How was last week? I do hope you started recognizing some thought patterns in yourself and in others that fitted into the list of the Faulty Thinking Patterns.
Please continue familiarizing yourself with the Faulty Thinking Patterns. If you think it sounds like too much hard work to to analyse your own thoughts in every situation, I AGREE!! So I only examine those thoughts that give me a negative reaction. After all those are the ones we want to change.
This is what I do
I take note of those situations when I feel like someone’s thumped me on the chest or punched me in the stomach. I never let these emotions go unchecked. Ask yourself
- ‘what am I thinking?’ ‘what does the situation mean to me that gives me such a bad reaction?’ Do some detective work!
Be comforted that faulty thinking patterns aren’t only limited to depression and anxiety. Show the list to any of your ‘non-depressed’ friends and they’ll recognize themselves in the list as well. You’re definitely not alone!
|NB: It’s not what happens to you that affects your mood. It’s the thoughts that get triggered by an event that affects your mood.|
Sad thoughts create a sad mood, happy thoughts create a happy mood. It’s never the other way round. So logically, if you want to change your mood, you need to change your thoughts. The difficulty is that these thoughts have often been pushed into the unconscious, out of our awareness.
|Remember when you learnt to drive a car, you had to think of every move? After a while it became automatic. However if you moved to a country where they drive on the other side of the road, you’d have to become aware of every move you made again, if you wanted to survive. We need to become aware of what is going on under the surface that makes us react the way we do. If we learn to change our thoughts we can get rid of some of that negative self-talk. For this we’ll need to learn how to analyse our moods.|
Please print out the Mood Analysis – 5 Steps to Changing your Mood. It does need to be printed out as we’ll use it as a constant reference. You can see how the process works from the example I’ve used there.
When you have an emotional reactions which feels as if someone has punched you in the stomach, sit up and take note. Use this as a cue for some self-examination and stop your mood spiraling down into depression! You need to write these steps down, detective work in the head just doesn’t work as well.
Step 1. Event. Describe the upsetting event.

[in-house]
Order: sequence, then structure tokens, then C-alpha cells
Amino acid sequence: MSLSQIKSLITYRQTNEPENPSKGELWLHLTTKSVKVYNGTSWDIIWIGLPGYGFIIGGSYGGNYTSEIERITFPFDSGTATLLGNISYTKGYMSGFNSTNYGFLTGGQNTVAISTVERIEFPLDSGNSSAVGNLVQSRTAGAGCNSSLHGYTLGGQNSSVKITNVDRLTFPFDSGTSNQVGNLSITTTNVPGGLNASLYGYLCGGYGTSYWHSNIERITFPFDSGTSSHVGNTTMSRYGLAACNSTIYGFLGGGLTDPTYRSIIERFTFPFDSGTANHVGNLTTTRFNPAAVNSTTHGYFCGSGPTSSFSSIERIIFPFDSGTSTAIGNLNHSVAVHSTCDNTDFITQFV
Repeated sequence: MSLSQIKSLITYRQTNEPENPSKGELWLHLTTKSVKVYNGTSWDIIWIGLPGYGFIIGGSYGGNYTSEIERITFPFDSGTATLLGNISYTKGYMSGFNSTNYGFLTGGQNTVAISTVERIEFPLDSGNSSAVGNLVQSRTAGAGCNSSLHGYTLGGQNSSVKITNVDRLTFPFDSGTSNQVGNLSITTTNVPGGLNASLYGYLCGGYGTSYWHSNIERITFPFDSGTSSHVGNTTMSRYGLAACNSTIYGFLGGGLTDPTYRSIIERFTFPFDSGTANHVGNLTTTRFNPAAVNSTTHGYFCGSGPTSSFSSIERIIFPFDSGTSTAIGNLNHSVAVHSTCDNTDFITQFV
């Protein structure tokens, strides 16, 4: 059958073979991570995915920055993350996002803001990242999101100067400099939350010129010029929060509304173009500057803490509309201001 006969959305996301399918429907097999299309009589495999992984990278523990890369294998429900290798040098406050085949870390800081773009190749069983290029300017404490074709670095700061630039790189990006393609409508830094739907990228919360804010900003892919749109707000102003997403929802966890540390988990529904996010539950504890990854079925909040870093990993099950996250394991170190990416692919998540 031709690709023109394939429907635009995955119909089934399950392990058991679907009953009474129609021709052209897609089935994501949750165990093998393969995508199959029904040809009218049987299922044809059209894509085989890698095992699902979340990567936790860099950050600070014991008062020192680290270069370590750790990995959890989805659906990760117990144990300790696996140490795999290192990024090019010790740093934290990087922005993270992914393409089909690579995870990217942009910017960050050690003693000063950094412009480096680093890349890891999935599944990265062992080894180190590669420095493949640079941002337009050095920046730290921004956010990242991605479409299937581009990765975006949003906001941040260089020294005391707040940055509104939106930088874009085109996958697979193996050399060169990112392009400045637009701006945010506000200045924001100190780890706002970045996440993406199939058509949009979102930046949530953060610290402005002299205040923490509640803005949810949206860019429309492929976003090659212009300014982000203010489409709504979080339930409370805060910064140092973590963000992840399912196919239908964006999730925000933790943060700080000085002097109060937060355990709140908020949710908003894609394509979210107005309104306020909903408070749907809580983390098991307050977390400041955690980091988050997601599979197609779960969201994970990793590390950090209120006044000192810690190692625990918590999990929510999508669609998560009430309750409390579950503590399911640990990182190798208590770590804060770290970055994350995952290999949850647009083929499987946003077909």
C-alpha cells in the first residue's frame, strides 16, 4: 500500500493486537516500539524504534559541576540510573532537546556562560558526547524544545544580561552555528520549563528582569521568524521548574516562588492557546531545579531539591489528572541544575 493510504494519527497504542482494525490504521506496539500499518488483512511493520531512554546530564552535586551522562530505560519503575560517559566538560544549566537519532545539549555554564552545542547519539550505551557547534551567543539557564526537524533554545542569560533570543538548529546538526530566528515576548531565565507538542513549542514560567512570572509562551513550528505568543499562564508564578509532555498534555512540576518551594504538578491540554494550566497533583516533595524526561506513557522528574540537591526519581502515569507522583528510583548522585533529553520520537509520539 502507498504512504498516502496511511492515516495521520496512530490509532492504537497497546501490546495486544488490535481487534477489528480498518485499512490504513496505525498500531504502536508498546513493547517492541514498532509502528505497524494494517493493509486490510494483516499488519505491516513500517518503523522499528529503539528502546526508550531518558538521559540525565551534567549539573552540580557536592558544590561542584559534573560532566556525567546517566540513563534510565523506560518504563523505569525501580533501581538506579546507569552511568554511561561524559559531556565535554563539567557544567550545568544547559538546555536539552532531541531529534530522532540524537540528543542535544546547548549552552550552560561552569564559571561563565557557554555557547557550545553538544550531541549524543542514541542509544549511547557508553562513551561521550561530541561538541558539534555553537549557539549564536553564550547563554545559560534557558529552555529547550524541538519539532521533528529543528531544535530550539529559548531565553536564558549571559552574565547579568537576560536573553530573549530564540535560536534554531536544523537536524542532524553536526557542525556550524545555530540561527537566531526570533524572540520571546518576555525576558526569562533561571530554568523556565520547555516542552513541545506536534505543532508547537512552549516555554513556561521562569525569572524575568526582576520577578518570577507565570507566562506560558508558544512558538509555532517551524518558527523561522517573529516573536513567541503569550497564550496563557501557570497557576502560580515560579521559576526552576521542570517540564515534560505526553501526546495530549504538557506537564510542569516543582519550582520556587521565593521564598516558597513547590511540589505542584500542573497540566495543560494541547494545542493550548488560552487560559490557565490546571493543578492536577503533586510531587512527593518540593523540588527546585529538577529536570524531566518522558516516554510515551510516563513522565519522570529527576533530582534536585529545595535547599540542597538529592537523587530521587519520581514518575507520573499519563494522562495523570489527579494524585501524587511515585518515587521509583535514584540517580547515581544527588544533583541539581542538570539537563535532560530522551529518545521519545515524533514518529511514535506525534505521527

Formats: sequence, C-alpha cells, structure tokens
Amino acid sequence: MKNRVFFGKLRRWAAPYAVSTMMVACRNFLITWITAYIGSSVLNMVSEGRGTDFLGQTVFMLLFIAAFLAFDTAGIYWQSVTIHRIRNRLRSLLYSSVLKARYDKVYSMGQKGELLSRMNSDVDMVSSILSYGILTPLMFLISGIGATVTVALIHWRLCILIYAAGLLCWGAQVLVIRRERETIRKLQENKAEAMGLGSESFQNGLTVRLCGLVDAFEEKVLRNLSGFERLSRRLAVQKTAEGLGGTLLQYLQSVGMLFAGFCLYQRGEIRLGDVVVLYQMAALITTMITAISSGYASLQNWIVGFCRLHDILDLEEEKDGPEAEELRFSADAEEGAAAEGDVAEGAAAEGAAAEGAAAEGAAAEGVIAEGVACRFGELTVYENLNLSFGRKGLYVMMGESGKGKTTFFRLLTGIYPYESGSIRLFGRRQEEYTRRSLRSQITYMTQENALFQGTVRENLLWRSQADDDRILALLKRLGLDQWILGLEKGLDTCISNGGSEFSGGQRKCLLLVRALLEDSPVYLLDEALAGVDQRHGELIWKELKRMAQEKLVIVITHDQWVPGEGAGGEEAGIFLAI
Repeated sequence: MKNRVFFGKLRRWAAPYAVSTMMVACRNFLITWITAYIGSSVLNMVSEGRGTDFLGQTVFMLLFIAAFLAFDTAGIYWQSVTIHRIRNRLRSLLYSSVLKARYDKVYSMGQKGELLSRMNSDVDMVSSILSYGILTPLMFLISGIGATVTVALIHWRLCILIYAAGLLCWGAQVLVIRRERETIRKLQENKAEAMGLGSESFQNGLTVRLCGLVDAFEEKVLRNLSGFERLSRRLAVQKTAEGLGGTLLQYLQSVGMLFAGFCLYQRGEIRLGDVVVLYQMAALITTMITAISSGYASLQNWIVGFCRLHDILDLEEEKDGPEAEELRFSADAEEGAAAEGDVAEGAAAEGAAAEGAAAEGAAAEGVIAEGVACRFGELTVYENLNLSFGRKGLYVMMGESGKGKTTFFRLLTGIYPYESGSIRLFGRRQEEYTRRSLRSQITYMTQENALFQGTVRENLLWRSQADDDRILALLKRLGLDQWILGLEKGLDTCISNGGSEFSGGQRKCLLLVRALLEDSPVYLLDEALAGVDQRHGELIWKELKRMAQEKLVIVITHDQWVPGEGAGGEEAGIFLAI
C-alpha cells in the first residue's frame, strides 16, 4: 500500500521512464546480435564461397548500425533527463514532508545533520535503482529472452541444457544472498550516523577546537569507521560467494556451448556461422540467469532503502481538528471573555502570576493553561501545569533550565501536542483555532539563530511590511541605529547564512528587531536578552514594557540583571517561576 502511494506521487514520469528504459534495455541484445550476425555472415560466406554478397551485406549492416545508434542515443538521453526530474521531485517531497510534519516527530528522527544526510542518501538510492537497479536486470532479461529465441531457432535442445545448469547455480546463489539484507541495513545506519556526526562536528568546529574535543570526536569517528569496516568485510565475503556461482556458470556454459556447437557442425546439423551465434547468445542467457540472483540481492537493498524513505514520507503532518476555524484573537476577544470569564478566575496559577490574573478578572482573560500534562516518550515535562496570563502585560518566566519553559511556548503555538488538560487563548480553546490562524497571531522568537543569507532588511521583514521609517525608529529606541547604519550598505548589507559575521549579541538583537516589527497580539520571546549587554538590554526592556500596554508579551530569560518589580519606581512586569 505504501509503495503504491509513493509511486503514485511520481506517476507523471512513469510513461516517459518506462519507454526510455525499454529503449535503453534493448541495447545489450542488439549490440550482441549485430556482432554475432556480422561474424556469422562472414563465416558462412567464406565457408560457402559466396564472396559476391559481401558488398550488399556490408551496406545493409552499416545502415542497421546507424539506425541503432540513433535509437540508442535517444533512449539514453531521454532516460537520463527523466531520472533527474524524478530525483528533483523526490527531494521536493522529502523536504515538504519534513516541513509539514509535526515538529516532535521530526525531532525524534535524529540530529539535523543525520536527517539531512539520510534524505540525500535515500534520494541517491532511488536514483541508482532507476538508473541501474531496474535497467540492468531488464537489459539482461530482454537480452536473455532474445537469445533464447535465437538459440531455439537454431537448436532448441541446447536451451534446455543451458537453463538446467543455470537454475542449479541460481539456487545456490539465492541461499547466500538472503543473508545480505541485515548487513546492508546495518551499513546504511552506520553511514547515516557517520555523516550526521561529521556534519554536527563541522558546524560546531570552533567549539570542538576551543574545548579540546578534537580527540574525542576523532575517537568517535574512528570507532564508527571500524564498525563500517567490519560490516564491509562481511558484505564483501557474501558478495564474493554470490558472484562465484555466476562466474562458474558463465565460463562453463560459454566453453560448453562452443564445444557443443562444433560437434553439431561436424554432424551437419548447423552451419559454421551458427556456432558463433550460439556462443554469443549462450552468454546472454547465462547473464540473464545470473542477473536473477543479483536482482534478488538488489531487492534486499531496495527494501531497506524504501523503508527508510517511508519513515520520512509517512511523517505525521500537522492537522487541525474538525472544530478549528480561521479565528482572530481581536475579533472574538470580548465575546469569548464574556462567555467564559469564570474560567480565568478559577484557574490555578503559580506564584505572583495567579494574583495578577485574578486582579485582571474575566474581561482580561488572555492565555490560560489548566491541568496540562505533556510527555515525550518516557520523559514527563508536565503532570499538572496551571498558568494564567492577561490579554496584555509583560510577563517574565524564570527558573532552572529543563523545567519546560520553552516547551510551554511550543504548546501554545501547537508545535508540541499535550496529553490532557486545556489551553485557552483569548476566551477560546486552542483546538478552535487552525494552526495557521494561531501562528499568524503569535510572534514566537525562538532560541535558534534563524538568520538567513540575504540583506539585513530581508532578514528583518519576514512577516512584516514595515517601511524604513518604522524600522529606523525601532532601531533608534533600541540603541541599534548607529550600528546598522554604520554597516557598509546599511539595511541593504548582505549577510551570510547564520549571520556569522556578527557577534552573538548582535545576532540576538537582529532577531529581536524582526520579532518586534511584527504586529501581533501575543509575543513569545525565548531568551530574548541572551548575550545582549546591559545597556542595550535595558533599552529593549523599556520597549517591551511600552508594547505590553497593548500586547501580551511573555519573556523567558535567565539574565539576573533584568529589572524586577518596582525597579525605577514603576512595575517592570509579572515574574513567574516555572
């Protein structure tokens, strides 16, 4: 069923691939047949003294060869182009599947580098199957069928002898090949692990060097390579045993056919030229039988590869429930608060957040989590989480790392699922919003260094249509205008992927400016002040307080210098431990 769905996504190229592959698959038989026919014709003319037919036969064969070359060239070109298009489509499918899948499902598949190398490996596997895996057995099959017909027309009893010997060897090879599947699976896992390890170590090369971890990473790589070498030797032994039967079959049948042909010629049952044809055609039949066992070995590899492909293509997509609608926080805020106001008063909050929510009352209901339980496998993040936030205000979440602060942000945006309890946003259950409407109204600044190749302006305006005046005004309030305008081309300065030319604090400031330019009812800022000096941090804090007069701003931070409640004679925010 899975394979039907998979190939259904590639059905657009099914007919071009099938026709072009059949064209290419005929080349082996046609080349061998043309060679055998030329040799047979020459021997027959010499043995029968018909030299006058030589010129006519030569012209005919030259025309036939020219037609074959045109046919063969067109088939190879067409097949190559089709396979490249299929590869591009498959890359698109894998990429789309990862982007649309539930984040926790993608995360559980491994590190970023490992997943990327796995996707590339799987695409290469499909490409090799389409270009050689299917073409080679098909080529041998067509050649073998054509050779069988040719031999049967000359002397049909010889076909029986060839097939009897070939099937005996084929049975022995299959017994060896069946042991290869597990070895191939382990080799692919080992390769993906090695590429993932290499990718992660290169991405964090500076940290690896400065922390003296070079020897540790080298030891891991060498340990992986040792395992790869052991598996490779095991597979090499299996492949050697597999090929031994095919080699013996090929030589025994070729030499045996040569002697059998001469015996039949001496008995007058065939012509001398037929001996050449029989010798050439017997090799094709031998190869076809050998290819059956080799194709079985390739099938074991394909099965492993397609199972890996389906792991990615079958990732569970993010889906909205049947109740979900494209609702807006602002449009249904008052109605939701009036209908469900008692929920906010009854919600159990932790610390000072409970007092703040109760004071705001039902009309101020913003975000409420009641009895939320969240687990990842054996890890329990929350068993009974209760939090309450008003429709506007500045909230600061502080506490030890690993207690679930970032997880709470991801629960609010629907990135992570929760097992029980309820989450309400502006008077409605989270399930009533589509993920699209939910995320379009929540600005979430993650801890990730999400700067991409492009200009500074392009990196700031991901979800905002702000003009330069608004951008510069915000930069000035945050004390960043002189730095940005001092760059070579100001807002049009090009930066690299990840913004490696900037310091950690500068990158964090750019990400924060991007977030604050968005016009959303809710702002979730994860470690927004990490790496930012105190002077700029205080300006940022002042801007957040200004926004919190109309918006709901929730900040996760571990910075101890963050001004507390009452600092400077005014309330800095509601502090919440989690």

Step 2. Emotions. Describe your emotions. How did the event make you feel (sad, anxious, angry, guilty, lonely hopeless, frustrated etc)
Step 3. Automatic Thought. What was the automatic thought that came into your head. Be honest because although some of these thoughts might sound silly, it’s okay, they’re automatic and out of your control.
Step 4. Faulty Thinking Pattern. Look at the list of Faulty Thinking Patterns that you printed out last week and see where your automatic thought fits. There is no right or wrong answer as there are times when the thought could fit into more than one category.
Step 5. Replacement Thought. Write down a substitute thought, a thought that is more realistic. You must believe this new thought to be true as that is the only way you’ll get a sense of peace. Actually I use a sense of peace as a guide to whether my new thought is based in the truth, based in reality.
I have to emphasize that this method is NOT a case of positive thinking, but a method of realistic thinking! Positive thinking can be just as out of touch with reality as negative thinking! For example to say that ‘things are going to get better tomorrow’ is a statement that is not based in reality. It might be positive, but truthfully you have no idea whether tomorrow is going to be better or not, do you? This type of statement falls into the category of “Jumping to conclusions”, number 6 of the Faulty Thinking Patterns. It’s predicting the future which is impossible to do.
Step 6. How do you feel now? Write down how you’re feeling once you’ve replaced your thought.
- In your notebook, when you try to analyse some of your own examples it will be easier to use columns as I have used on the Mood Analysis Form as a guide. You will see that the guide is filled in with an example of mine. This is just to show you how the form works.
- You can analyse your mood once a day, by looking back at what happened to you during the day. When I’m upset I prefer to go through this process straight away, sort out my thoughts before I react to the situation.
- Don’t let any upsetting event escape your ‘detective work’! Work through the steps, from 1 to 5 and record all the steps in your notebook. I really cannot overemphasize the importance of writing down this process. With practice you will be able to run through the process very quickly in your head whenever you feel upset, before you react. Until then, you really do need to write it down.
DURING THE WEEK TRY TO DO THE FOLLOWING:
- Work on the steps of analyzing your thoughts according to the Mood Analysis Formula as well as with the list of Faulty Thinking Patterns.
- Have a look at my article on Cognitive Therapy which deals with the Psychological Aspects of Depression and the role of emotions in depression.